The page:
Create a Java application that prompts the user for a word and then outputs the word in uppercase and the length of the word to the user. Create a loop which continues to prompt the user for a word until he or she chooses to quit (i.e. enters Q to quit).
output example^^ programming language java
@SmokeyBrown when you get a chance
I'm going to try coding out an example on repl.it, and I'll link it here along with some instructions when I've gotten some progress. Just a moment!
I go through the process in some detail in the comments of the code. Essentially: you use the Scanner object to take input from the user; you can use a while loop around the main body of code to allow the user to keep running the program until they input "Q" for quit; you can use the .toUpperCase() method for Strings to convert the input to uppercase; you can use the .length() method for Strings to find the number of characters in the input; you can use System.out.println() with "+" symbols and the variables you've stored to print the final output I've provided one possible way for you to put that all that together; feel free to make tweaks and adjustments as you need. Please DO NOT simply copy and paste the code I have written, this will be a disservice to yourself and your learning experience. (in fact, I might take some parts out of the code to make it incomplete so you will not be able to do this) And, again, let me know if there is anything I can help with or any questions you have.
I have a template that you can work off of here, if you'd like to use that. However, you CANNOT copy-paste the code, since I've replaced some key components with "_____________" so you'll have to figure out how to fill those in if you want to go with this format. Again, I am here if you have any questions about anything
Okay I will try it out, thank you very much
You're very welcome! I'll be here if you have problems getting it to work
I'm not gonna be home for a bit so I'm gonna try it in a few hours
I'm going to try it out now
im confused in the blanks, is that where I put the methods?
@smokeybrown for all the first and second blank, do I add the methods to make it uppercase and the second blank i need to use a method to make it count the amount?
Hi sorry for the extremely late reply. The first blank, in the while-loop, is the condition which keeps the loop running. Remember you want the program to continue until the user inputs "Q", so [hint] as long as the input is not "Q", the loop should continue. The second blank on line 16, "int length = _______________;" is indeed a function for finding the number of characters in the string. I listed it among the necessary components in my earlier post:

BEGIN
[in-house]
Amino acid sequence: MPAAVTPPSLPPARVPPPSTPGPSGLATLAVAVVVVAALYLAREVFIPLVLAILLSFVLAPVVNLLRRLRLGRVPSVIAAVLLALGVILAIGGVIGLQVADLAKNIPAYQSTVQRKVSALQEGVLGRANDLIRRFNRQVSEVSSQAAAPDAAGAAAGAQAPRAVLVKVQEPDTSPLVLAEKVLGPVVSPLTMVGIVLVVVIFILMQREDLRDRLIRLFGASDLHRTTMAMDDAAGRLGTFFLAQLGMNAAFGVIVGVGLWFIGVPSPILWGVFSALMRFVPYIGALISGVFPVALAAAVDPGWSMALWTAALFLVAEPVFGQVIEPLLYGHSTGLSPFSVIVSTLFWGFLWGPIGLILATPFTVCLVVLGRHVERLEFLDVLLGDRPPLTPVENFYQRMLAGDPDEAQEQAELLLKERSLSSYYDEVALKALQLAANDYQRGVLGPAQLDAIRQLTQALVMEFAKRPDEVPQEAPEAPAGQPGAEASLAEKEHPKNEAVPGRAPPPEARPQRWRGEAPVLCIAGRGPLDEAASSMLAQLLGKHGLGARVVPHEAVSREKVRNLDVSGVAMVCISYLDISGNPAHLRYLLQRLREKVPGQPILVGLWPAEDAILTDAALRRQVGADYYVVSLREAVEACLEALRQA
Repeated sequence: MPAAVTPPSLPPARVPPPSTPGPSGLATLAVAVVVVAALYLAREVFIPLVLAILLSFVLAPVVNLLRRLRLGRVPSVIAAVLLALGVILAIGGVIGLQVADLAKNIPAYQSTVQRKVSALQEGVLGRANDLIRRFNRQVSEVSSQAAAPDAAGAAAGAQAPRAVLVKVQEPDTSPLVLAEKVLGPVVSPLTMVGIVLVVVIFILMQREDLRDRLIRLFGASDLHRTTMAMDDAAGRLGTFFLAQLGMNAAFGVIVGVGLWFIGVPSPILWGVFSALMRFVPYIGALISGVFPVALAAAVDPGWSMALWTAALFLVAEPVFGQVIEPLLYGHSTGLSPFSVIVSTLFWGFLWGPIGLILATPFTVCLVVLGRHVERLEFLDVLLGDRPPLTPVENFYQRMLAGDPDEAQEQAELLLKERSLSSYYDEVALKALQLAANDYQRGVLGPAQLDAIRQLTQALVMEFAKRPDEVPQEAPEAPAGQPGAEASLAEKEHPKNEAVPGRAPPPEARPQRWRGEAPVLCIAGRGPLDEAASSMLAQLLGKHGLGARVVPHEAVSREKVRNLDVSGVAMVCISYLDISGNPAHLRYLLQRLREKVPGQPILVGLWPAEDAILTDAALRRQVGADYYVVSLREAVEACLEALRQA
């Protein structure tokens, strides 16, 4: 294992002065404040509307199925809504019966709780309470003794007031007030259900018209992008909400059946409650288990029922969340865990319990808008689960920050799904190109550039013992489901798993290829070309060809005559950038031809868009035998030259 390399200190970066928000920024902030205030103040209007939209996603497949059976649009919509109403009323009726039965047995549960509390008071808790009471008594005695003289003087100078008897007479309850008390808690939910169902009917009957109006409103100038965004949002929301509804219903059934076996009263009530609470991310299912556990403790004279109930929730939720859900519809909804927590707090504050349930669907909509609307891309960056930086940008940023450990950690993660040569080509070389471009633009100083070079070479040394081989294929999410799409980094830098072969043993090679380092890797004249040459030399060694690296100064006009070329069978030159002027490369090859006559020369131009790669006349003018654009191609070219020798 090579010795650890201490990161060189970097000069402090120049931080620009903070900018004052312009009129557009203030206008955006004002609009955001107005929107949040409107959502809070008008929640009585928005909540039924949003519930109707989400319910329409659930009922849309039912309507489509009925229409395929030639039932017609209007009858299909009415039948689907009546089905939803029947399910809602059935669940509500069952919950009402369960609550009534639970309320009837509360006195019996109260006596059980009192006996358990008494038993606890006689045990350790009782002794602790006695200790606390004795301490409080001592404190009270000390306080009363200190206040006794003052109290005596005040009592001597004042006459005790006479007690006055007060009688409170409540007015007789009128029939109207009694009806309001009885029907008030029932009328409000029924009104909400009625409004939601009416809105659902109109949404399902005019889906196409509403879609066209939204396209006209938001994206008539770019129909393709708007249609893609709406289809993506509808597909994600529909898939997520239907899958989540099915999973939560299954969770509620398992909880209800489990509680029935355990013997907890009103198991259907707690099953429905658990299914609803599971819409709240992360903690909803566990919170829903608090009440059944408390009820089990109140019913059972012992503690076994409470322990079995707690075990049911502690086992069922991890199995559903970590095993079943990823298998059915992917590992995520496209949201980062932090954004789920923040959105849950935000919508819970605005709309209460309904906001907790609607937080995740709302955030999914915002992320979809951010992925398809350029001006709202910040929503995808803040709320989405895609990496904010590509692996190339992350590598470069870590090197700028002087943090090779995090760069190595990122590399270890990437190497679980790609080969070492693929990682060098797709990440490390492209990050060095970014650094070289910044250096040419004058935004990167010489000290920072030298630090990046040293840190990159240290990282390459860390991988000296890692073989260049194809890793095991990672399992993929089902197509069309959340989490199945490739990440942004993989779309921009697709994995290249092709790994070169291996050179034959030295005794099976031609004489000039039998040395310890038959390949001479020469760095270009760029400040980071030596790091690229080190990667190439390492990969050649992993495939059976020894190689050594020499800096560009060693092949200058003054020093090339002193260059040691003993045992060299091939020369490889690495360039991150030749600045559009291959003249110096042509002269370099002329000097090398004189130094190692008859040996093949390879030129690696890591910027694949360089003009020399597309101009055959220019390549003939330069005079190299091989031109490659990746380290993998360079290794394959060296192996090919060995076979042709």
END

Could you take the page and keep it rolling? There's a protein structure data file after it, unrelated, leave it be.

Can you check and see what I've done with the code
Im not sure what to use for the output
Of course. I'll be happy to take a look at your product so far
I see you've edited the repl.it and replaced most of the blank spaces with the appropriate code. Well done! Some things about the while condition: First of all, the loop should continue as long as the input is NOT "Q", so instead of checking if the input is EQUAL to Q, the condition should check whether the input is NOT EQUAL to Q. Also, I think it might be better to use .equals() instead of == for String comparison. Lastly, the check should be for "Q" instead of "q", according to the original problem. Everything else looks good! As for the output, remember that the output message follows the format: "[UPPERCASE WORD] is [LENGTH OF WORD] characters long!" Based on this format, we can print a String to fit this format. I've made some of the changes in the repl.it based on my feedback. If there's anything you feel like you don't understand, please let me know :)
To clarify a bit about the while condition: We want the loop to keep running *until* the user inputs "Q". So, the only condition we need for the loop to continue is input NOT EQUAL to Q. The reason why [!input.equals("Q)"] is better than [input != "Q"] is because != not equals will check whether or not the comparison is literally just the character "Q". In fact, the input will always be a String object, not a literal character, so this condition will never be fulfilled. If we use .equals(), on the other hand, we can check what is stored *within* the String variable and see whether or not this is equal to "Q". That was a pretty bad explanation, but you can just understand that, in general, String comparisons should use .equals(), while numerical comparisons can use ==.
You actually explained that really well. I appreciate you so much for your help
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